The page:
1. The Dramatically Improved File Browser
The File Browser in Photoshop Elements 3 is a dramatic improvement over the "original" File Browser, offering many new time-saving features.
The File Browser (on the Mac), for example, now has its own menus: File, Edit, Automate, Sort, and View. Each menu contains a slew of options for working with images right inside the File Browserwithout forcing you to open any of the images first.
Now, to automatically create a slide show, contact sheet, or Web gallery, you can select several images at once and simply choose PDF Slide Show, Contact Sheet II, or Web Photo Gallery from the Automate menu.
The new File Browser also lets you "flag" images for easier viewing and searching. This is a blessing for those of you who take a lot of pictures because now you can choose to view only those images that you've flagged. You can also search for only flagged images, which makes it faster to find just the shot you're seeking.
Oh, didn't I mention that there's a search function in the new File Browser? Yes, you can apply keywords to an image and then use the File menu's Search function to find all the images with those keywords.
And that's not all! In the new File Browser, you can also access and work with metadataFile properties, IPTC, and Camera Data (Exif) can all be viewed or searched.
2. Camera RAW Support
Photoshop Elements 3 now supports the Camera RAW format from high-end digital cameras allowing for the sort of advanced image editing previously only available in Photoshop CS.
To edit this "digital negative" in Elements 3, just double-click a RAW file in the File Browser. The Camera Raw dialog will open, with a ton of options for adjusting the white balance, exposure, shadows, saturation, sharpening, and more. You can save your Camera Raw settings and easily apply them to other RAW images. Very cool.
One of our former top 10 Photoshop CS features is now in Elements 3: Shadows/Highlights. This command (found under Enhance>Adjust Lighting) is set by default to lighten the shadows by 50 percent and to leave the highlights alone, but you can easily change these settings. This tool is a great solution for times when you wished you'd used a fill flash or simply when you'd like to see what the image would look like if the shadows were a little lighter.
4. Healing Brush and Spot Healing Brush
Have you noticed a trend yet? Many of our favorite Photoshop CS features have quietly slipped into Elements 3. In this case, it's the Healing Brush, an ideal tool for covering up problems in an image without messing with the underlying textures. Elements gets a leg up on Photoshop CS, however, with the Spot Healing Brushkind of a "one-step" healing tool.
5. Auto Smart Fix
Normally, I'm not a big fan of automated image adjustments, but this one works quite well. And if it doesn't appear to help, you can always undo it and try Adjust Smart Fix, a more interactive version of Smart Fix that lets you use a percentage slider to adjust the image (both options are found in the Enhance menu).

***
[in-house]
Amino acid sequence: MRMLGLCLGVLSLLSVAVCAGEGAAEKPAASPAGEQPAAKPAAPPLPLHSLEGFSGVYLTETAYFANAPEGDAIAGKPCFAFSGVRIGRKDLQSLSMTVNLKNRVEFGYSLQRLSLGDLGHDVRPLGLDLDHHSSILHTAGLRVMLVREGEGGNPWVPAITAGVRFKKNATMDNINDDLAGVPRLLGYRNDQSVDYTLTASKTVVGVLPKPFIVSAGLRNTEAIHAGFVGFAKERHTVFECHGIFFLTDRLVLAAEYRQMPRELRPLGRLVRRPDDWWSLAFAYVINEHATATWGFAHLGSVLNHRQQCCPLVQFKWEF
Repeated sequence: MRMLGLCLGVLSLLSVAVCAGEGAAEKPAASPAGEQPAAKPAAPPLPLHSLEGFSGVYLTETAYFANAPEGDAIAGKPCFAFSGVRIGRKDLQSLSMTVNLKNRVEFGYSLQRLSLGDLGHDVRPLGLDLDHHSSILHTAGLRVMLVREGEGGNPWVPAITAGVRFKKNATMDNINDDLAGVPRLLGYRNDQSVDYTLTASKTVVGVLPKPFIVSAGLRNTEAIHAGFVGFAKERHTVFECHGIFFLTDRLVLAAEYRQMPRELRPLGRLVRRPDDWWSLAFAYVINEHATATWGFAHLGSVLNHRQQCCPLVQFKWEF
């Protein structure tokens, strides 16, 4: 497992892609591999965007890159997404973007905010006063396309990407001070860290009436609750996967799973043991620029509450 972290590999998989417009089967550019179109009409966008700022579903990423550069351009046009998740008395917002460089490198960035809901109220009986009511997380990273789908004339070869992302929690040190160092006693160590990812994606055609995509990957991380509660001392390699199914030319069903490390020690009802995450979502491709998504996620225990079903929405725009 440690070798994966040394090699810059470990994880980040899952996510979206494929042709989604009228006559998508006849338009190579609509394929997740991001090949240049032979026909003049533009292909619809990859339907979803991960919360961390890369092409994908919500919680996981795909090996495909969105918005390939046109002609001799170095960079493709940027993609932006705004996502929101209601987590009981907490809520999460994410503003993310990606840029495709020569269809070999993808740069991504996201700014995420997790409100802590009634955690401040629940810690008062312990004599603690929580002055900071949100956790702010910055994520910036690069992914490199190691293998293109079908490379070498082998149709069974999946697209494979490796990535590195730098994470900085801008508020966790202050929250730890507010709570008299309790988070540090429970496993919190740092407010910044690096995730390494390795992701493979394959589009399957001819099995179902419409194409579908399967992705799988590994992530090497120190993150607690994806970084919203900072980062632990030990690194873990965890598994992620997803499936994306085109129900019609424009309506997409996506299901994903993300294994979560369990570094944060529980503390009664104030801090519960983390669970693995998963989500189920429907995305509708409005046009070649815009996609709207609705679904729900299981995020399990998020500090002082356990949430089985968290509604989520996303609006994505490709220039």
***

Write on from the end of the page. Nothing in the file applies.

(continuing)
Smart Fix is particularly useful if you first duplicate the Background layer and apply Smart Fix to the copy. Then you can lower the Opacity of the duplicated layer in the Layers palette to lessen the effect of Smart Fix.
6. Cookie Cutter
If you've always wanted to have a photo cut into the shape of a butterfly, a heart, or a paw print, now it's possibleand incredibly simple. (OK, so you may never have wanted to do this, but I'm sure you'll find ways to use this tool, once you see what it does.)
Just choose the shape, click-and-drag, resize if necessary, then hit Enter and you're done. Actually, I would definitely recommend duplicating the Background layer first and hiding it. Then, apply the Cookie Cutter shape to the top (duplicated) layer. That way, you'll still get the effect of the Cookie Cutter, but you'll have a built-in back-up plan in case you change your mind.
A Windows-only feature, Organizer lets you organize images and automatically create Web galleries and slide shows, including presentations that can be shown on your DVD player. Similar in many ways to the File Browser in terms of photo organizing, but with many added features, Organizer includes integrated access to calendar and email functions.
8. Duplicate Layer Command
OK, so it may seem like a pretty lame thing to put on a top 10 list, but to me, it's a reason to celebrate. The keyboard shortcut for the Duplicate Layer command (which mysteriously disappeared in Elements 2.0) has come back. Again, it may not seem like much, but considering the number of times that I start off by duplicating the Background layer, the ability to simply press Control-J (Mac: Command-J) is a godsend.
9. Photo Filter Adjustment Layer
Photo Filter adjustment layers, yet another feature borrowed from Photoshop CS, simulate traditional screw-on camera filters, such as warming and cooling filters. You can choose from a pop-up list or pick your own color and adjust the density. Since it's an adjustment layer, you can easily double-click the layer to change its settings or simply reduce its opacity to lower the effect.
I'm sorry, but since I was down to my last nominee, I bundled together a few things and called them "printing." Overall, printing is simply better than it was in Elements 2.0. A modified printer interface makes precise printing much easier and there is greater control in the printing layouts, as well as functions such as Picture Package.
There you go, my top 10 list of new-and-improved features in Photoshop Elements 3. Wait, I forgot to mention the changes to batch processing, the Photo Bin for working with multiple open images, the Reduce Noise filter, Match Zoom, the Histogram palette, and 16-bit support. Can we make it the top 20 features?
(Thanks to Dave Huss, author of Adobe Photoshop Elements 3: 50 Ways to Create Cool Pictures, for his Elements 3 feature list, which helped me narrow down my choices.)